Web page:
A few years ago, someone I knew who had worked in a complaints department told me that persistence and demanding a sum of money got results.
She said that if you keep demanding money even after it is refused the first few times you ask, you will usually get about half the amount you ask for on the third try.
Helen, on the other hand, says she never specifies how much she is seeking in redress.
In her view, firms often offer more compensation than she would have asked for. But she adds: ‘If what they offer isn’t enough, I will go back and say that I don’t think that is an appropriate amount given the time and stress the situation has caused. They often come back with a bigger offer.’
If dealing with the company’s complaints department is slow, contact the company’s chief executive or managing director. There’s a handy, free, website that has email addresses and phone numbers for a host of leaders called Ceoemail.com, which you can use to find the relevant person to contact.
Admittedly, you are likely to hear back from a lower member of the executive team, but your complaint is often swiftly and positively dealt with once you’ve put it to the Big Cheese.
If this still sounds like far too much of a time-wasting nuisance, use the helpful, free complaints service at resolver.co.uk, which has a direct line to the complaints departments of thousands of companies.
Even if the firm you have an issue with is not on its list, Resolver can still help you construct a complaint letter.
Martyn James, from Resolver, says that if you think you have been poorly treated you should make sure the company knows what you want to make it right.
‘A lot of people get very British at the end of negotiations,’ he says. ‘And they don’t ask for what they want to sort things out.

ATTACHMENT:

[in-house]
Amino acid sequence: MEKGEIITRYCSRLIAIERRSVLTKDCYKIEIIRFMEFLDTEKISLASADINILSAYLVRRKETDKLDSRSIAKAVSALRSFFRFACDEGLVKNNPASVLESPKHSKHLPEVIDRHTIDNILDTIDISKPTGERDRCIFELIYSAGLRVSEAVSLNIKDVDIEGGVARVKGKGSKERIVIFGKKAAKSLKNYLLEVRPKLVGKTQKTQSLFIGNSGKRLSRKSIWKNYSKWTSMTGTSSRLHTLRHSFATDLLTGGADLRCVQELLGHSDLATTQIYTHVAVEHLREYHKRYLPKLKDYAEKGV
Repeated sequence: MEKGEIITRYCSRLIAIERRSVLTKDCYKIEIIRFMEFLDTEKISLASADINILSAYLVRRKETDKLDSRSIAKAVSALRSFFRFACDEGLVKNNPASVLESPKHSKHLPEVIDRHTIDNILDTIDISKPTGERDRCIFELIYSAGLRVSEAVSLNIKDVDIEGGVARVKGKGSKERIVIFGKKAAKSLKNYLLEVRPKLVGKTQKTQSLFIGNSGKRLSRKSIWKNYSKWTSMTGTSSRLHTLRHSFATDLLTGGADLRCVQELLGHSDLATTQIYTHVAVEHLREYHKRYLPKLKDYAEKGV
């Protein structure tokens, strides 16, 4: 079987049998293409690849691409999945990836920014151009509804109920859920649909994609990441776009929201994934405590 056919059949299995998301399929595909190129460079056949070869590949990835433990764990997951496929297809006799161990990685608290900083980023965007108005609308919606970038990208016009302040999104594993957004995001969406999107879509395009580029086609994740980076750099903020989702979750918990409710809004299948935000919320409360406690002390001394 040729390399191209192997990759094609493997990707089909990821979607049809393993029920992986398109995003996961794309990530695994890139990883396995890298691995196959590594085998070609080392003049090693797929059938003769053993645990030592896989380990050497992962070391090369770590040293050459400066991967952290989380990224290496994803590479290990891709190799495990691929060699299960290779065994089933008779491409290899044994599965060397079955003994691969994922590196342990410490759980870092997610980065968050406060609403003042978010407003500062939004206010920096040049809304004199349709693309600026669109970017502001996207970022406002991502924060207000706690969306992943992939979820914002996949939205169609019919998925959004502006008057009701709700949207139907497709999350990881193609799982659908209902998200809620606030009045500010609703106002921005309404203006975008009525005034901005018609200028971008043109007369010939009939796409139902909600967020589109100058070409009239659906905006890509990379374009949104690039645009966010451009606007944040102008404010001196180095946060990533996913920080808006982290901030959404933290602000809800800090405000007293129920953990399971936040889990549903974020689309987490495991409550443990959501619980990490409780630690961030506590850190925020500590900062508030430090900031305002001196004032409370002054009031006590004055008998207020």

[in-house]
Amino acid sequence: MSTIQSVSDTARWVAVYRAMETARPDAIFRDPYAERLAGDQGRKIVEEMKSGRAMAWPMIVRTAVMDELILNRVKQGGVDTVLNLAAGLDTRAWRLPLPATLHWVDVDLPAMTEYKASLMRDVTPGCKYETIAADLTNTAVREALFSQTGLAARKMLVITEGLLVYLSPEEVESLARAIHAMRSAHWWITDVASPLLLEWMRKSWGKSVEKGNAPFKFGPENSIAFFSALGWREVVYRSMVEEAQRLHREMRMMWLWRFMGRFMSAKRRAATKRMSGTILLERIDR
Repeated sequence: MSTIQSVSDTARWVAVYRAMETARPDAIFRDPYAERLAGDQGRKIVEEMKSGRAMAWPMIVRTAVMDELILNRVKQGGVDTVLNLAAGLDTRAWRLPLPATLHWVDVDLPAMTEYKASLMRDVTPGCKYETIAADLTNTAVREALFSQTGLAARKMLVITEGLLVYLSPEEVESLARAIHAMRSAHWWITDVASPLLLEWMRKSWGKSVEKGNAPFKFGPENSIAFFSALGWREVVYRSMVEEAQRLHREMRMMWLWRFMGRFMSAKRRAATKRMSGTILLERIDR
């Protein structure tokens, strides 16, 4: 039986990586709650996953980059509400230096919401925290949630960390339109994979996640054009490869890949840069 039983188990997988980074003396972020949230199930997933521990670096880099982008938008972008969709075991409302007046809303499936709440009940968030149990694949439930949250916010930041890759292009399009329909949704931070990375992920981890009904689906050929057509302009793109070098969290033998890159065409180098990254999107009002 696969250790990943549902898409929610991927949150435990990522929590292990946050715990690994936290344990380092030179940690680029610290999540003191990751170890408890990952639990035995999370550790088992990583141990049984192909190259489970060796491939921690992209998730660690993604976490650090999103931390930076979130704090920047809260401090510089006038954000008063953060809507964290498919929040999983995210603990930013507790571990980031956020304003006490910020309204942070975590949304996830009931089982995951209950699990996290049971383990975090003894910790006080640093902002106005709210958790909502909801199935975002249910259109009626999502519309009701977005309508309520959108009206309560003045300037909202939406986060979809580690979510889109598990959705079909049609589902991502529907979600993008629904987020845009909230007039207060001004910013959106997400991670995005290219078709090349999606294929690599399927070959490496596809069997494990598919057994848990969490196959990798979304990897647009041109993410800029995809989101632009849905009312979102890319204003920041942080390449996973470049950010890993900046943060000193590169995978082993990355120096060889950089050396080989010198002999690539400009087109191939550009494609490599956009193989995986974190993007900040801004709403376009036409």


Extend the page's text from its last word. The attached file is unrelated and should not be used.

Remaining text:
‘We ask people on the form to articulate what they want in compensation, whether that’s money or just a good apology.
‘We say if you don’t ask, you won’t get. You’ll get fobbed off with a fake apology, so name your price.’
Got a question for Jasmine? Email her at [email protected]
Clear out your old books for instant cash
If you’re having a clear-out, you can get instant cash for second-hand books by uploading their details to webuybooks.co.uk.
On average, it says people get about £29 for selling the books they no longer need.
But students who have unwanted academic books from last year can make more than that.
In fact, the website specialises in those big, expensive academic tomes that cost between £30 to £50 new.
As the cost of being a student has already gone up by 9 per cent this year, according to figures from Interactive Investor, selling text books could be a good way of helping to pay this year’s rent.
If you’re having a clear-out, you can get instant cash for second-hand books by uploading their details to webuybooks.co.uk. Picture: file image
10 per cent off weekly shop